The form factor is just right. The Edge features a 13.3-inch screen at 1366 x 768, weighs about 4 pounds with the bundled 6-cell battery, and gets 5 to 6 hours of real world battery life, depending on use. That's the same as Apple's Macbook, but in a package that weighs much less (4.7 pounds vs. under 4 pounds), and costs less too, of course. As with many smaller PC notebooks, the 6-cell battery requires a bit of an external bump. But rather than push the battery out the back as many other ThinkPads do, the Edge provides this external growth on the bottom of the machine, where it serves as a nice lift, giving the machine a better typing angle.

The design is, well, somewhat controversial. Lenovo was clearly aiming at the image conscious market here, but more than one person told me they thought the Edge was an older machine. I find that curious, since the machine is attractive, with a unique (for ThinkPads) flat silver edging and your choice of matte or glossy red or black lids. (Only a child with no laptop experience would ever choose smudgetastic glossy, but Lenovo tells me that's what sells.) Certainly, it bears little resemblance to other ThinkPads, which I believe was the point.

From a specs department, the ThinkPad Edge comes in exactly where it should, considering its market placement between netbooks (too small, underpowered) and full-sized notebooks (too expensive). It features an ultra-low voltage (ULV), dual core Intel Core 2 Duo SU7300 processor (though lower-end options are available, including an AMD part) and integrated graphics. But that combo is indeed entirely acceptable for both desktop applications and digital media (including full-screen movie playback). And that it ships with a whopping 4 GB of RAM out of the box is a wonderful indication of where the PC industry is, circa early 2010.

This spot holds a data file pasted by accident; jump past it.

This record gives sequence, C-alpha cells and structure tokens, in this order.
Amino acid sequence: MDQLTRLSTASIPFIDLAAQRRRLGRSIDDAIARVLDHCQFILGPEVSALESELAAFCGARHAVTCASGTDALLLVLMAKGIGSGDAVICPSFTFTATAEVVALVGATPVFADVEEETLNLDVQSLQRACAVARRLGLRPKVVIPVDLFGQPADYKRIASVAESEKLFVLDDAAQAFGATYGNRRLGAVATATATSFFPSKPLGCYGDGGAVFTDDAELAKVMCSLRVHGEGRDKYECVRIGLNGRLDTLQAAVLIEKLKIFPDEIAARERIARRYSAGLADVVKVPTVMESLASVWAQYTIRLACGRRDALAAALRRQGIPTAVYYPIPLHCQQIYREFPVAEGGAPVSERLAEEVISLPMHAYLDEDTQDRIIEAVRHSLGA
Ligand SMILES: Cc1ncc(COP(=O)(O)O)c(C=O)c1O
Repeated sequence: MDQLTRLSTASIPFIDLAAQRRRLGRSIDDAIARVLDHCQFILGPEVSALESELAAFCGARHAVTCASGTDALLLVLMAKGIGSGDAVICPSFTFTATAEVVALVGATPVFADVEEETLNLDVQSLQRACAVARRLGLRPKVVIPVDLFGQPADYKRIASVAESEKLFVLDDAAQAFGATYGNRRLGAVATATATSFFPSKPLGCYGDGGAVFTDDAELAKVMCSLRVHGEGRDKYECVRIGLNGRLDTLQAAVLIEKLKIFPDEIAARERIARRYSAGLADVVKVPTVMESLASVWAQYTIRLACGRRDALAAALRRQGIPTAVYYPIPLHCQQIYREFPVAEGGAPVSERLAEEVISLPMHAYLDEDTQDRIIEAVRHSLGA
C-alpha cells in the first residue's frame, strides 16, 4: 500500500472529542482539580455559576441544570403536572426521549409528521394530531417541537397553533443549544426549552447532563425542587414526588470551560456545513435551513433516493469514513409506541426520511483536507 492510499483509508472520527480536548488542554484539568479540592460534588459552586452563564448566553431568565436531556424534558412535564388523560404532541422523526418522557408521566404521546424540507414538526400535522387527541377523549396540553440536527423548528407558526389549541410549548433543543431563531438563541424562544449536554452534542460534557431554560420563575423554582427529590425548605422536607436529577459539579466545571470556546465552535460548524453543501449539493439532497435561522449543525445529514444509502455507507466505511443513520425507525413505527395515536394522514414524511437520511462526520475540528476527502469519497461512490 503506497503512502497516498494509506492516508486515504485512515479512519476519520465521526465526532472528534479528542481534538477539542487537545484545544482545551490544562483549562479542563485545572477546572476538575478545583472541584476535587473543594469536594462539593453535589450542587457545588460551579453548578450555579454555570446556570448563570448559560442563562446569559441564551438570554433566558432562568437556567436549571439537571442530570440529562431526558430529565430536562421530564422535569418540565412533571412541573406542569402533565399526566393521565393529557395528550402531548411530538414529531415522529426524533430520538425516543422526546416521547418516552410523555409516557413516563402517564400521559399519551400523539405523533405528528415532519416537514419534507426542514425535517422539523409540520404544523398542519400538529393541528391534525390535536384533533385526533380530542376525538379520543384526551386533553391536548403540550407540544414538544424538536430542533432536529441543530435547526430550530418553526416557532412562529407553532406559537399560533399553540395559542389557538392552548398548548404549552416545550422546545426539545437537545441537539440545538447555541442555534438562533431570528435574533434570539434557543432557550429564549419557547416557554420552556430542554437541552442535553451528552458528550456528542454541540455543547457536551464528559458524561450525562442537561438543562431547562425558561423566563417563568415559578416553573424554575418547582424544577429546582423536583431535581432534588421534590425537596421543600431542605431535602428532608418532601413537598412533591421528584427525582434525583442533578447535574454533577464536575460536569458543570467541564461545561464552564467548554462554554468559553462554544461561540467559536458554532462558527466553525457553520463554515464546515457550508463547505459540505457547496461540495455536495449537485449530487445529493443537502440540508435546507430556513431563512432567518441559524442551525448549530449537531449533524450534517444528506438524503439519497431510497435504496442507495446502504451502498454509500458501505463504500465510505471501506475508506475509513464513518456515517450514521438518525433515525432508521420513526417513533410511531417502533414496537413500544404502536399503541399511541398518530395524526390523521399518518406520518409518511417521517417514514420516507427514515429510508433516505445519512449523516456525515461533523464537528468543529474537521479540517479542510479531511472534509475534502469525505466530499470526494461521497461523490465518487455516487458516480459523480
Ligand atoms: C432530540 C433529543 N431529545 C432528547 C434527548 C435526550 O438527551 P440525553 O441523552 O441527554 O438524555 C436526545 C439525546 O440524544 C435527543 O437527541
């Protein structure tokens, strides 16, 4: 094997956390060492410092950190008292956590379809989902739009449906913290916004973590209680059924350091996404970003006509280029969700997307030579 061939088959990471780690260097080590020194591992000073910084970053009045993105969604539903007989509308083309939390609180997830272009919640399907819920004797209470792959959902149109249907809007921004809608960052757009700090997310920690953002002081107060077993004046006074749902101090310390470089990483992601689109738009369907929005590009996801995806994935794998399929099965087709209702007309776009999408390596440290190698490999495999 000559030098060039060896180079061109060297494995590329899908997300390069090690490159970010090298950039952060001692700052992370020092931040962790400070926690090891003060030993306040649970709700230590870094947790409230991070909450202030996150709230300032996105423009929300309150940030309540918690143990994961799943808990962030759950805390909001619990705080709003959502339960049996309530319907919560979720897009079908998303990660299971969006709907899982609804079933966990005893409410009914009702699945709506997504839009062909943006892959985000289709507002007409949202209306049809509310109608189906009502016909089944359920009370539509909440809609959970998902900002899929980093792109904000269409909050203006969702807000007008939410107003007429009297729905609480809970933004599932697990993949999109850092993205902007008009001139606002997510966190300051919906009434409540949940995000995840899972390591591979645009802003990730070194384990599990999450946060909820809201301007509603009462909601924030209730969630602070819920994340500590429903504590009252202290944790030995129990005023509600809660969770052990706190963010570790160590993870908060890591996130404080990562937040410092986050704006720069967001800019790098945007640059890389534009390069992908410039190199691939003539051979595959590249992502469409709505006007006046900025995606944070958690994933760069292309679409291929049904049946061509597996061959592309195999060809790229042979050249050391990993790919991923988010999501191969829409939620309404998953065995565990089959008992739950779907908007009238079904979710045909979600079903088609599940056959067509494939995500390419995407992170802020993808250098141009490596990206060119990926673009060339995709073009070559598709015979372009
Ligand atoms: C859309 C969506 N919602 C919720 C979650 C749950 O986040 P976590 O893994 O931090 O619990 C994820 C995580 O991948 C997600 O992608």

Storage is ample, with at least 250 GB of 5400 RPM hard drive capacity, and up to 320 GB with a 7200 RPM drive. All the usual ports are present, including VGA out, Ethernet, E-SATA, USB (x3, the minimum, in my opinion, for any portable machine), headphone/mic, and SD memory card. In a nice touch, the power port and one of the USB ports are both colored yellow; this indicates which of the USB ports is powered and thus can charge an attached device, even when the Edge is powered off. Nice!

There's an integrated web cam, of course, and a nice large multi-touch-compatible trackpad, in addition to the standard ThinkPad eraser-nubbin pointing device, which I prefer. (And this is yet another reason why ThinkPads stand head and shoulders above all notebooks: That pointing device is so precise that you'll forget you ever used a mouse.) The Edge features both wired and wireless (802.11bgn) networking as well as, optionally, an internal 3G radio with GPS.

What the ThinkPad Edge lacks, at least in 13.3-inch guise, is an optical drive of any kind. In this day and age, that's actually an advantage in my opinion, since these types of drives are rarely needed now and just take up space and add weight. (Since first writing this review, Lenovo has added 14- and 15-inch versions of the Edge; these models do include an internal optical drive.) I'm surprised optical-less configurations aren't more prevalent yet. But I'm sure when it happens, Apple will take credit for it.

Lenovo is also pushing something it calls the "Lenovo Enhanced Experience," which denotes those PCs that it developed in part with Microsoft to ensure the best possible Windows 7 experience. These machines feature faster boot times and, in business models like the ThinkPad, a set of utilities that are actually useful (i.e. are not crapware), including power and network management solutions. Best of all, perhaps, is the wake experience: Open the lid and the Edge springs to life in a mere couple of seconds. That type of wake-up performance that requires tight interaction between the software and hardware.

I used the ThinkPad Edge over several business trips between January and March 2010, and came away largely impressed. For my own workload, the Edge was just about right, and the only area of complaint aside from that mentioned above is that I currently need to use Visual Studio for my web site work, and the Edge's relatively low-res screen isn't really up to the task. (Visual Studio doesn't work well unless you've got a very high-res display.) Beyond that, the speed, style, and power of the ThinkPad Edge are exactly what I'm looking for. And let's face it, compared to what most people are using, even the Edge's keyboard is excellent. If your work requires a lot of typing, a bigger and more pedestrian ThinkPad will give you a better experience. Otherwise, take a look at this interesting hybrid machine. I think it's hitting the sweet spot of the market right now.